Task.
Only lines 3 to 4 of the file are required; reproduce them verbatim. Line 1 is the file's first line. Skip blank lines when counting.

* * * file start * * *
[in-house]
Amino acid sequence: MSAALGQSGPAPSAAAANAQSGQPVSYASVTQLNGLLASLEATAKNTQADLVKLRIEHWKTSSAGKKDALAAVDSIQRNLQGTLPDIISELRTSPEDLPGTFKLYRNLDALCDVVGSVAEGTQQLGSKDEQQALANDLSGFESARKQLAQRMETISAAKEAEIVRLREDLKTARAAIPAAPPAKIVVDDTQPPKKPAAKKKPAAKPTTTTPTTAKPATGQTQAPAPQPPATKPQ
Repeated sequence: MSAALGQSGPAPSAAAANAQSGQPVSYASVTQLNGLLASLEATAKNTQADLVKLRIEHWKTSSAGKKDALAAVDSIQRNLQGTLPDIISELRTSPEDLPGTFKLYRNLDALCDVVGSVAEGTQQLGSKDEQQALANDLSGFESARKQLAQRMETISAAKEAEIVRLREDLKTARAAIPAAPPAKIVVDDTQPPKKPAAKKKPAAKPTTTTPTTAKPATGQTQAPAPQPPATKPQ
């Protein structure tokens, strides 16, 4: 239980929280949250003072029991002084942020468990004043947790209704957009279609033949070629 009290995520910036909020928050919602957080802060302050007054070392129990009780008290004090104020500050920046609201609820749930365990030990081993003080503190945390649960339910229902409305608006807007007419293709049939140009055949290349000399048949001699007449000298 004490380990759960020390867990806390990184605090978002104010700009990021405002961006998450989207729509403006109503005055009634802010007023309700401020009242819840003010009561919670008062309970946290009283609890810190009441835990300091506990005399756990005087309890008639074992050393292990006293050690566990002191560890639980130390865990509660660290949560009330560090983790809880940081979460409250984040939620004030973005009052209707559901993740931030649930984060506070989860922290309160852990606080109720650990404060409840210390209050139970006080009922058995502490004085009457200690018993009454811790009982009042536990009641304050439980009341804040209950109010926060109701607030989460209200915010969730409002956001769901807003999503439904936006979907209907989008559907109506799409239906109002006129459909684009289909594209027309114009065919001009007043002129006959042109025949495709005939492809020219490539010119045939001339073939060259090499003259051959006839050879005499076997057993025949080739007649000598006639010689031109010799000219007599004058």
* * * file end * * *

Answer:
Repeated sequence: MSAALGQSGPAPSAAAANAQSGQPVSYASVTQLNGLLASLEATAKNTQADLVKLRIEHWKTSSAGKKDALAAVDSIQRNLQGTLPDIISELRTSPEDLPGTFKLYRNLDALCDVVGSVAEGTQQLGSKDEQQALANDLSGFESARKQLAQRMETISAAKEAEIVRLREDLKTARAAIPAAPPAKIVVDDTQPPKKPAAKKKPAAKPTTTTPTTAKPATGQTQAPAPQPPATKPQ
């Protein structure tokens, strides 16, 4: 239980929280949250003072029991002084942020468990004043947790209704957009279609033949070629 009290995520910036909020928050919602957080802060302050007054070392129990009780008290004090104020500050920046609201609820749930365990030990081993003080503190945390649960339910229902409305608006807007007419293709049939140009055949290349000399048949001699007449000298 004490380990759960020390867990806390990184605090978002104010700009990021405002961006998450989207729509403006109503005055009634802010007023309700401020009242819840003010009561919670008062309970946290009283609890810190009441835990300091506990005399756990005087309890008639074992050393292990006293050690566990002191560890639980130390865990509660660290949560009330560090983790809880940081979460409250984040939620004030973005009052209707559901993740931030649930984060506070989860922290309160852990606080109720650990404060409840210390209050139970006080009922058995502490004085009457200690018993009454811790009982009042536990009641304050439980009341804040209950109010926060109701607030989460209200915010969730409002956001769901807003999503439904936006979907209907989008559907109506799409239906109002006129459909684009289909594209027309114009065919001009007043002129006959042109025949495709005939492809020219490539010119045939001339073939060259090499003259051959006839050879005499076997057993025949080739007649000598006639010689031109010799000219007599004058």